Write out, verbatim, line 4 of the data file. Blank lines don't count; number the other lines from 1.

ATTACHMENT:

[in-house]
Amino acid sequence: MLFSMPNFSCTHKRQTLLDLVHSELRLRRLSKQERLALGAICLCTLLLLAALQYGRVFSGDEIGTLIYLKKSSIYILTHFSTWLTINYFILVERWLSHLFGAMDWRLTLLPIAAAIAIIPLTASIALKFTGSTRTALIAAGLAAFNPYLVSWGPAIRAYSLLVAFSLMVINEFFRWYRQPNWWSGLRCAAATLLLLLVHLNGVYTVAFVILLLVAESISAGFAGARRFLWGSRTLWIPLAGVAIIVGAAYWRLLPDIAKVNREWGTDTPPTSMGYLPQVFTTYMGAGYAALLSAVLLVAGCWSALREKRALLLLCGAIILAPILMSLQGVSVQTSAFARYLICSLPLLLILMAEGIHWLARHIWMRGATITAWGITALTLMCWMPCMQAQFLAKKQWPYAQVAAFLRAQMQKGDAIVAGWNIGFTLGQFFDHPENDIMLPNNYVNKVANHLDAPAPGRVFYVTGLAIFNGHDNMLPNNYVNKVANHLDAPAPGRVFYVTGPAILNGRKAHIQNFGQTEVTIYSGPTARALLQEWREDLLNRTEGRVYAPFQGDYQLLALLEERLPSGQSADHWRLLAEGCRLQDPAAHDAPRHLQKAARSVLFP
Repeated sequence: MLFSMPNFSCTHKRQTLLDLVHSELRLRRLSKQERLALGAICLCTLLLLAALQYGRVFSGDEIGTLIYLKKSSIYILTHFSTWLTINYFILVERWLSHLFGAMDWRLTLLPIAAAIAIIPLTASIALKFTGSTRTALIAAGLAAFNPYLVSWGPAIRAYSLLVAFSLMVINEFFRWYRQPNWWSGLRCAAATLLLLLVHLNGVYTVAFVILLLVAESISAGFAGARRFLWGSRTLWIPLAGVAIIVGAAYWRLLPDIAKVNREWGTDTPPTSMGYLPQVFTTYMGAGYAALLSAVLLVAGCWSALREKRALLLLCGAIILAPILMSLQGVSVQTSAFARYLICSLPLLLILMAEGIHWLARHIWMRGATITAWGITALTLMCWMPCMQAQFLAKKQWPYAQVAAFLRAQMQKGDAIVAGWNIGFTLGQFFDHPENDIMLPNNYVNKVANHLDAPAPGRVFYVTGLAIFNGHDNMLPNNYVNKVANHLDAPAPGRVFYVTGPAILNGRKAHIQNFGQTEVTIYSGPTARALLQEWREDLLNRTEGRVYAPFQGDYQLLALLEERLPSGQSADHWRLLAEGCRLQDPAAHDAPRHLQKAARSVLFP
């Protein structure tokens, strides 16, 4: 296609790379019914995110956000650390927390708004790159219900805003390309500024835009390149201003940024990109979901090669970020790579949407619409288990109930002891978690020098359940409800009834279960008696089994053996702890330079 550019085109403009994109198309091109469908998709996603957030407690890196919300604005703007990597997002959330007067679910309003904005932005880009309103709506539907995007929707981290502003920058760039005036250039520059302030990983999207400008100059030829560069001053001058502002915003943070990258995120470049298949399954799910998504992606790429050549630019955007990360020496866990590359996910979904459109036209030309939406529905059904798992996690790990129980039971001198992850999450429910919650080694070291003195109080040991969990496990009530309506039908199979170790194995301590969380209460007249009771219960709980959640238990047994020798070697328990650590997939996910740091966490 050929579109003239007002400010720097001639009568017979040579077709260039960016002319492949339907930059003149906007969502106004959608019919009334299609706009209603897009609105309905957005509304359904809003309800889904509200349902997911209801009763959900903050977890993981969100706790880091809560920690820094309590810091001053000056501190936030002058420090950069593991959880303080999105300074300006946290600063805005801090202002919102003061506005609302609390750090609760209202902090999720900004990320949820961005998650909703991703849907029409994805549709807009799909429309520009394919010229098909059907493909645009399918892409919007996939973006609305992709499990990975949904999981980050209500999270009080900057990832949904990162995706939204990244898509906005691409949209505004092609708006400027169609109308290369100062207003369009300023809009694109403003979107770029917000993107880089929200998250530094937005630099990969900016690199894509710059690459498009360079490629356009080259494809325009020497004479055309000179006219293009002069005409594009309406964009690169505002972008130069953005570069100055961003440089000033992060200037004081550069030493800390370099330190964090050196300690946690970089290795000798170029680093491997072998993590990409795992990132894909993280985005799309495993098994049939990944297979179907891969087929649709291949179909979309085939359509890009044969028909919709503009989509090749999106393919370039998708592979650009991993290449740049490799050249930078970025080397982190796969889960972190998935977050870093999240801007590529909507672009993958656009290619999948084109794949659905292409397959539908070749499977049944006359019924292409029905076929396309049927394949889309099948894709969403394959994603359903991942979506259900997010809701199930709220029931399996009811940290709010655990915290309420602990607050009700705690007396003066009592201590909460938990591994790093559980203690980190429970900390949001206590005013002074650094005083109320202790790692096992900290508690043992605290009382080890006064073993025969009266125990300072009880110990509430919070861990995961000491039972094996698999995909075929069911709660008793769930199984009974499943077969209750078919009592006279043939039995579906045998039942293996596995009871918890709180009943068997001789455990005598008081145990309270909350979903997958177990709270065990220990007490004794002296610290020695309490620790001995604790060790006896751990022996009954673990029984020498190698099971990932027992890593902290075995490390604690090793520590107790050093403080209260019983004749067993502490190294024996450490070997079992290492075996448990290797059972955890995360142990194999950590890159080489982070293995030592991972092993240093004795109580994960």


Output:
């Protein structure tokens, strides 16, 4: 296609790379019914995110956000650390927390708004790159219900805003390309500024835009390149201003940024990109979901090669970020790579949407619409288990109930002891978690020098359940409800009834279960008696089994053996702890330079 550019085109403009994109198309091109469908998709996603957030407690890196919300604005703007990597997002959330007067679910309003904005932005880009309103709506539907995007929707981290502003920058760039005036250039520059302030990983999207400008100059030829560069001053001058502002915003943070990258995120470049298949399954799910998504992606790429050549630019955007990360020496866990590359996910979904459109036209030309939406529905059904798992996690790990129980039971001198992850999450429910919650080694070291003195109080040991969990496990009530309506039908199979170790194995301590969380209460007249009771219960709980959640238990047994020798070697328990650590997939996910740091966490 050929579109003239007002400010720097001639009568017979040579077709260039960016002319492949339907930059003149906007969502106004959608019919009334299609706009209603897009609105309905957005509304359904809003309800889904509200349902997911209801009763959900903050977890993981969100706790880091809560920690820094309590810091001053000056501190936030002058420090950069593991959880303080999105300074300006946290600063805005801090202002919102003061506005609302609390750090609760209202902090999720900004990320949820961005998650909703991703849907029409994805549709807009799909429309520009394919010229098909059907493909645009399918892409919007996939973006609305992709499990990975949904999981980050209500999270009080900057990832949904990162995706939204990244898509906005691409949209505004092609708006400027169609109308290369100062207003369009300023809009694109403003979107770029917000993107880089929200998250530094937005630099990969900016690199894509710059690459498009360079490629356009080259494809325009020497004479055309000179006219293009002069005409594009309406964009690169505002972008130069953005570069100055961003440089000033992060200037004081550069030493800390370099330190964090050196300690946690970089290795000798170029680093491997072998993590990409795992990132894909993280985005799309495993098994049939990944297979179907891969087929649709291949179909979309085939359509890009044969028909919709503009989509090749999106393919370039998708592979650009991993290449740049490799050249930078970025080397982190796969889960972190998935977050870093999240801007590529909507672009993958656009290619999948084109794949659905292409397959539908070749499977049944006359019924292409029905076929396309049927394949889309099948894709969403394959994603359903991942979506259900997010809701199930709220029931399996009811940290709010655990915290309420602990607050009700705690007396003066009592201590909460938990591994790093559980203690980190429970900390949001206590005013002074650094005083109320202790790692096992900290508690043992605290009382080890006064073993025969009266125990300072009880110990509430919070861990995961000491039972094996698999995909075929069911709660008793769930199984009974499943077969209750078919009592006279043939039995579906045998039942293996596995009871918890709180009943068997001789455990005598008081145990309270909350979903997958177990709270065990220990007490004794002296610290020695309490620790001995604790060790006896751990022996009954673990029984020498190698099971990932027992890593902290075995490390604690090793520590107790050093403080209260019983004749067993502490190294024996450490070997079992290492075996448990290797059972955890995360142990194999950590890159080489982070293995030592991972092993240093004795109580994960």